How to be More Disciplined - 2 Key Factors

The Two Key Factors

Self-discipline usually comes down to two key factors: time & pleasure [1]. Your mind runs a quick simulation of all the activities it could do and compares them. How pleasurable is each activity and how quickly could that pleasure be obtained? Is it worth waiting the time to achieve the resulting pleasure? One of the best ways to develop self-discipline is to play around with these two factors.

Think about activities that you want to do. Could you increase how rewarding they are and decrease the time it takes to get that reward? Can you make activities that you don’t want to do less rewarding or increase the amount of time it takes to get that reward? 


Let’s start by looking at the easier of the two factors to understand: time. Let’s suppose that you want to do some writing on your computer, but you always get distracted by social media. Social media is pleasurable, and it’s also easy to obtain that pleasure. Newsfeeds are designed and individually tailored to show you the most pleasurable thing that it can think of as fast as it possibly can. 

One way to compete with the products that social media companies put out is to increase the time it takes to log in and use one. You can delete apps off your phone, or use an app like self-control that will block certain websites on your computer. If you find that gaming or watching Netflix is a problem for you, you can disconnect your consoles and TV and move them into storage rooms. Try to only take them out on special occasions. 

On the otherhand, if you wanted to replace these actions with an alternative one, like reading, decrease the time it takes to do that action. If you make books more accessible to you, you may be more likely to read them. If you find that you have trouble finishing books, start with books that are smaller and easier to read.

Adjusting the time it takes to receive a reward is powerful, but it’s only a fraction of the whole story. 


There are things in life that are so rewarding that we will go through any length to obtain them. In Homer’s The Illiad, Helen is said to be so beautiful that her abduction caused a war. Beauty, love, revenge, power, conquest, and paradise are just some of the pleasures that humans will walk to the ends of the Earth for. 

The pleasure associated with any activity depends on the individual. Hiding your TV or blocking apps on your computer won’t be enough to stop you if those activities are pleasurable or meaningful enough for you.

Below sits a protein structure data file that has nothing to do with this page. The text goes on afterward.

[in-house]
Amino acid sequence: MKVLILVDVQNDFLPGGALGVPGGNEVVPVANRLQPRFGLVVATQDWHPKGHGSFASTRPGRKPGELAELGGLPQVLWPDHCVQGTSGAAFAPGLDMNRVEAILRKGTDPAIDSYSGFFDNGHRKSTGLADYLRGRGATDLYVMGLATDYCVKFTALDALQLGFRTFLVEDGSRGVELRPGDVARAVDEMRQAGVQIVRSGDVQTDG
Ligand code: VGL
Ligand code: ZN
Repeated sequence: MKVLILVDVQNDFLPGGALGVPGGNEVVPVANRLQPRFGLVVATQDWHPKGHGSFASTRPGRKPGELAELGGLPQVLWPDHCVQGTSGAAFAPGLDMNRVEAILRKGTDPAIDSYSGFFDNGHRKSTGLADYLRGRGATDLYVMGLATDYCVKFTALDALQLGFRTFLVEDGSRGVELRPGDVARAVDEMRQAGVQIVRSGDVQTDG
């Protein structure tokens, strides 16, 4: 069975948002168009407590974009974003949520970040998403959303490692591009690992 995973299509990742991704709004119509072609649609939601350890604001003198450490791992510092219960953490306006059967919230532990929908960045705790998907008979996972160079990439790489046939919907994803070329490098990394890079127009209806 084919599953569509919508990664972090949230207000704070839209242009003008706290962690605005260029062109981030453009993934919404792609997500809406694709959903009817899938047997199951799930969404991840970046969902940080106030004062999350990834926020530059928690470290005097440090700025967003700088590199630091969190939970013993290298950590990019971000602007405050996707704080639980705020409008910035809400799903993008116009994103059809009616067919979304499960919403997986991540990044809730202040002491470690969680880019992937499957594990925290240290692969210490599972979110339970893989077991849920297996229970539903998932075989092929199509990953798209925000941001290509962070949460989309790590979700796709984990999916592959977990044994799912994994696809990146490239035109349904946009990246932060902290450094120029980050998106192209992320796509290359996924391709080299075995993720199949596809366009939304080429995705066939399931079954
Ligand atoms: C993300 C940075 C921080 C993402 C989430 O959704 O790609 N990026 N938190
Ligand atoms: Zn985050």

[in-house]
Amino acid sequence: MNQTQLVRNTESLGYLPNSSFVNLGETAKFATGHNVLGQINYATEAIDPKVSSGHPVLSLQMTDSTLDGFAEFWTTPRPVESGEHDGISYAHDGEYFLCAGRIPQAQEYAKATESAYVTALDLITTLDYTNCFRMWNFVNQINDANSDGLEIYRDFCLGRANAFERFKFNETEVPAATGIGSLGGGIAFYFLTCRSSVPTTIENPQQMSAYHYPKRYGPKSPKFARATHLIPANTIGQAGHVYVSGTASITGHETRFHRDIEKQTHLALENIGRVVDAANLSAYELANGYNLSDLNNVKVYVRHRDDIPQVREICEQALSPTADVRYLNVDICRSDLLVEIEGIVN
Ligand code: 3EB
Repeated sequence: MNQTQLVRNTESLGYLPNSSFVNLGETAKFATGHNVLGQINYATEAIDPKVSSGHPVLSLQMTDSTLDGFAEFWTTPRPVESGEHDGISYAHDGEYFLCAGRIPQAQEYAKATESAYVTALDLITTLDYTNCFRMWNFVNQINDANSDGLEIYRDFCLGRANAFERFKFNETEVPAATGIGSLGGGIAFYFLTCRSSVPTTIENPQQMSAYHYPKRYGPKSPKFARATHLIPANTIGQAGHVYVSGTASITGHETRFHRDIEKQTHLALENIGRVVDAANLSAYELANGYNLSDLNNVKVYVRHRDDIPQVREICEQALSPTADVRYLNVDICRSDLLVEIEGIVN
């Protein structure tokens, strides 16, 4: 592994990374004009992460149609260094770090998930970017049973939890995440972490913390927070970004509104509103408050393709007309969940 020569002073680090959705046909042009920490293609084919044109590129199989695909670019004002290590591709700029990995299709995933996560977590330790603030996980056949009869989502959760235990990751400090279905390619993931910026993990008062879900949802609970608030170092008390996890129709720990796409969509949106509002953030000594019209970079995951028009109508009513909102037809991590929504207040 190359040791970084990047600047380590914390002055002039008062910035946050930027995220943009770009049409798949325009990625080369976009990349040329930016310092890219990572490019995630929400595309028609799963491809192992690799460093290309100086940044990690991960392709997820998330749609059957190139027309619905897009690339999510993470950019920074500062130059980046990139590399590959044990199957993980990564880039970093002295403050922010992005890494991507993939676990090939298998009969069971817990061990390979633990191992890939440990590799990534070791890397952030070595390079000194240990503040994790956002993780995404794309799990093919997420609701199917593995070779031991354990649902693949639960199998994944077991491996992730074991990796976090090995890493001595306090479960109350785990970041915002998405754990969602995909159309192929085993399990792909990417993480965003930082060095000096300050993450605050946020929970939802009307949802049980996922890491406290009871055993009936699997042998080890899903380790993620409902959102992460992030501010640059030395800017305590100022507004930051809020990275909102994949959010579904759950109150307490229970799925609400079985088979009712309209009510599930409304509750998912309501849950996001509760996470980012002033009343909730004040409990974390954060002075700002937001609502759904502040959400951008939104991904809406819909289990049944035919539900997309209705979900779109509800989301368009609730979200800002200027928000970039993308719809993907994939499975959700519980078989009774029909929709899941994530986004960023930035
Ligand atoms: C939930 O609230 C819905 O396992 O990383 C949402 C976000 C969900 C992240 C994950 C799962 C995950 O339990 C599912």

Here’s the real question: how do we change how pleasurable we find an activity? How can I find healthy eating more pleasurable than eating junk food? Can I make myself enjoy working or studying more than partying? 

One way that this can occur is through education or obtaining knowledge. An individual may go their whole life eating meat until they encounter the right set of facts or experiences that changes their beliefs. They start to feel empathy for how their actions will affect animals and feel more pain in performing those actions than pleasure. Think of an activity that you really want to do. Can you learn more about this activity that would increase the pleasure associated with doing it? Can you learn all of the downsides associated with doing an activity that you don’t want to do? 

An alternative way is to reframe one pleasure as an obstacle to gaining a greater pleasure using a technique known as WOOP. WOOP was coined and scientifically validated by the psychologist Gabriele Oettingen [2]. The acronym stands for Wish-Outcome-Obstacle-Plan. Think about something that you really want to have happen in the future: this is your wish. Make sure that it’s something that you can realistically achieve. What would your life be like if you obtained this wish? Imagine the outcomes completely. Now, what in your life is an obstacle standing in the way of that future? Really think about and imagine these obstacles in detail. Once you’ve done that, you need to formulate a plan using what Peter Gollwitzer calls “implentation intentions” [2]. I talked about this technique in one of my previous videos on self-discipline. Use an “if-then” statement to plan how you will overcome the obstacle if it arises. It will sound something like this, “if obstacle x arises, then I will do action y”. Oettingen performed study after study showing the efficacy of the WOOP method in motivating individuals to achieve their goals. You can read about them in detail in her book Rethinking Positive Thinking. 

If you find that the WOOP method is not working, consider that you might have set too large of a goal or a goal that’s not realistic. Try setting a smaller or more feasible one and restarting the process. Don’t just do it once, either. Try to do it everyday and maybe even multiple times a day.


The techniques and ideas presented in this video are just a tiny and narrow look into the complexity of self-discipline. I can’t guarantee that they will work for you but they will increase your probabilities of remaining disciplined. I’d recommend taking a looking at my video called “Why Self-Discipline is so Hard”, which you can watch by clicking the card in the top right of your screen, to get a more complete picture of this complex behavior. As always, thanks for watching, and I’ll see you next time. 



2. Oettingen, Gabriele. Rethinking Positive Thinking: inside the New Science of Motivation. Current, 2014